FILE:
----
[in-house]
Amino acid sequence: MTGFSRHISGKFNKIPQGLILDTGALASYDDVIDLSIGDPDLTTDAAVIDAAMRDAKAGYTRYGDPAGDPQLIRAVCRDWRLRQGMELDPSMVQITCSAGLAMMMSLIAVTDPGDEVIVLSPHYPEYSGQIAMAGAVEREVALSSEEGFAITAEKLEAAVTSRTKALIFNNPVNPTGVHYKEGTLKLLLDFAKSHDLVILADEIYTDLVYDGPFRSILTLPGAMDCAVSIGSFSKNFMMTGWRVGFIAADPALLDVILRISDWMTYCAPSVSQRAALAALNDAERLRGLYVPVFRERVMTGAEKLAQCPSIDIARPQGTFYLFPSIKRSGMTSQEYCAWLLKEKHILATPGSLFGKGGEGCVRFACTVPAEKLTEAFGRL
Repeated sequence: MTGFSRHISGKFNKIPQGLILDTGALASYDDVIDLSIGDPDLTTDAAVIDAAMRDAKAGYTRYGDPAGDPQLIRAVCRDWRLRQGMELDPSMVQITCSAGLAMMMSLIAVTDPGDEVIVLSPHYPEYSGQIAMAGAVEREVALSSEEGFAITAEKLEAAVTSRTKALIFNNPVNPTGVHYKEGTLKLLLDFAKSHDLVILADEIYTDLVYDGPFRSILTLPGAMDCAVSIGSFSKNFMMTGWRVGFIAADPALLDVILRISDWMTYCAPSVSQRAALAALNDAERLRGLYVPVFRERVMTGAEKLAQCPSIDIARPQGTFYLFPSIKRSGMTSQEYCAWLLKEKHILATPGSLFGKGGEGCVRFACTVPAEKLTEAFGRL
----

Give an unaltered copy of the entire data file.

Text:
[in-house]
Amino acid sequence: MTGFSRHISGKFNKIPQGLILDTGALASYDDVIDLSIGDPDLTTDAAVIDAAMRDAKAGYTRYGDPAGDPQLIRAVCRDWRLRQGMELDPSMVQITCSAGLAMMMSLIAVTDPGDEVIVLSPHYPEYSGQIAMAGAVEREVALSSEEGFAITAEKLEAAVTSRTKALIFNNPVNPTGVHYKEGTLKLLLDFAKSHDLVILADEIYTDLVYDGPFRSILTLPGAMDCAVSIGSFSKNFMMTGWRVGFIAADPALLDVILRISDWMTYCAPSVSQRAALAALNDAERLRGLYVPVFRERVMTGAEKLAQCPSIDIARPQGTFYLFPSIKRSGMTSQEYCAWLLKEKHILATPGSLFGKGGEGCVRFACTVPAEKLTEAFGRL
Repeated sequence: MTGFSRHISGKFNKIPQGLILDTGALASYDDVIDLSIGDPDLTTDAAVIDAAMRDAKAGYTRYGDPAGDPQLIRAVCRDWRLRQGMELDPSMVQITCSAGLAMMMSLIAVTDPGDEVIVLSPHYPEYSGQIAMAGAVEREVALSSEEGFAITAEKLEAAVTSRTKALIFNNPVNPTGVHYKEGTLKLLLDFAKSHDLVILADEIYTDLVYDGPFRSILTLPGAMDCAVSIGSFSKNFMMTGWRVGFIAADPALLDVILRISDWMTYCAPSVSQRAALAALNDAERLRGLYVPVFRERVMTGAEKLAQCPSIDIARPQGTFYLFPSIKRSGMTSQEYCAWLLKEKHILATPGSLFGKGGEGCVRFACTVPAEKLTEAFGRL